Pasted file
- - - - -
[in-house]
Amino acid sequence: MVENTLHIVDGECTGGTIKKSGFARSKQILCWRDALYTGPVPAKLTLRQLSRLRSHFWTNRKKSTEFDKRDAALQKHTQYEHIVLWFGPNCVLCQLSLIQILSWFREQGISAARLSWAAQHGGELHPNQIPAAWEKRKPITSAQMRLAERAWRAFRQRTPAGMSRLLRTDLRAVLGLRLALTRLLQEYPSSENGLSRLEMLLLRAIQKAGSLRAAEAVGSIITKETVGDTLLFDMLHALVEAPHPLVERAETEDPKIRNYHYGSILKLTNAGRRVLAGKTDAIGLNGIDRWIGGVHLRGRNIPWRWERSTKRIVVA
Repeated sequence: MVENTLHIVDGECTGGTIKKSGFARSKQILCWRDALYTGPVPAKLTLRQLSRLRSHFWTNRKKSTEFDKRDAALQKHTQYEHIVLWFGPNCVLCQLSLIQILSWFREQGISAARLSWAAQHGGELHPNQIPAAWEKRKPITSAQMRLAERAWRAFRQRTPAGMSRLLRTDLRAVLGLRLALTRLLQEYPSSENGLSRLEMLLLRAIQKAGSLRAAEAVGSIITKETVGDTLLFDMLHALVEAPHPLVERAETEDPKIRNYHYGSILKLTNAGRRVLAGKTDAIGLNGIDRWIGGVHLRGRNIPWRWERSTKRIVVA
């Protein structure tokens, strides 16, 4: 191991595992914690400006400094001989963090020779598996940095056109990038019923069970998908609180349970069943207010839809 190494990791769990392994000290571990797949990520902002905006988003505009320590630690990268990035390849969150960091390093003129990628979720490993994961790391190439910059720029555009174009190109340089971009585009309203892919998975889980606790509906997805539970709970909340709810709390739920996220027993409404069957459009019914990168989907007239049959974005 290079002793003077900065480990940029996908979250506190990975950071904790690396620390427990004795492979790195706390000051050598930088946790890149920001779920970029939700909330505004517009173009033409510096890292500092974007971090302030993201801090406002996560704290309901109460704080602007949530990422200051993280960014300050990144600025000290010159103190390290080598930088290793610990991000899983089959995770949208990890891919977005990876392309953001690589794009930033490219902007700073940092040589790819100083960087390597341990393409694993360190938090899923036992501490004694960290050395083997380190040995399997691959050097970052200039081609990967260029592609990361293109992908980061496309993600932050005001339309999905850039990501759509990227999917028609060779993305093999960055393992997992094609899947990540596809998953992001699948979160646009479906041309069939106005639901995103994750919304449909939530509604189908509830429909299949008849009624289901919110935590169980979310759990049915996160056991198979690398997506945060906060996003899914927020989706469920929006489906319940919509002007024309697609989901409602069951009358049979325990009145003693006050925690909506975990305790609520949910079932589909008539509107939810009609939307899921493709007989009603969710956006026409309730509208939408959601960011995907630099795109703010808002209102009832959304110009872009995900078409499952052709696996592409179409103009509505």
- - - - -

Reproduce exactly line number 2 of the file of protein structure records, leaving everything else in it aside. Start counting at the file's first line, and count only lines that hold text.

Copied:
Amino acid sequence: MVENTLHIVDGECTGGTIKKSGFARSKQILCWRDALYTGPVPAKLTLRQLSRLRSHFWTNRKKSTEFDKRDAALQKHTQYEHIVLWFGPNCVLCQLSLIQILSWFREQGISAARLSWAAQHGGELHPNQIPAAWEKRKPITSAQMRLAERAWRAFRQRTPAGMSRLLRTDLRAVLGLRLALTRLLQEYPSSENGLSRLEMLLLRAIQKAGSLRAAEAVGSIITKETVGDTLLFDMLHALVEAPHPLVERAETEDPKIRNYHYGSILKLTNAGRRVLAGKTDAIGLNGIDRWIGGVHLRGRNIPWRWERSTKRIVVA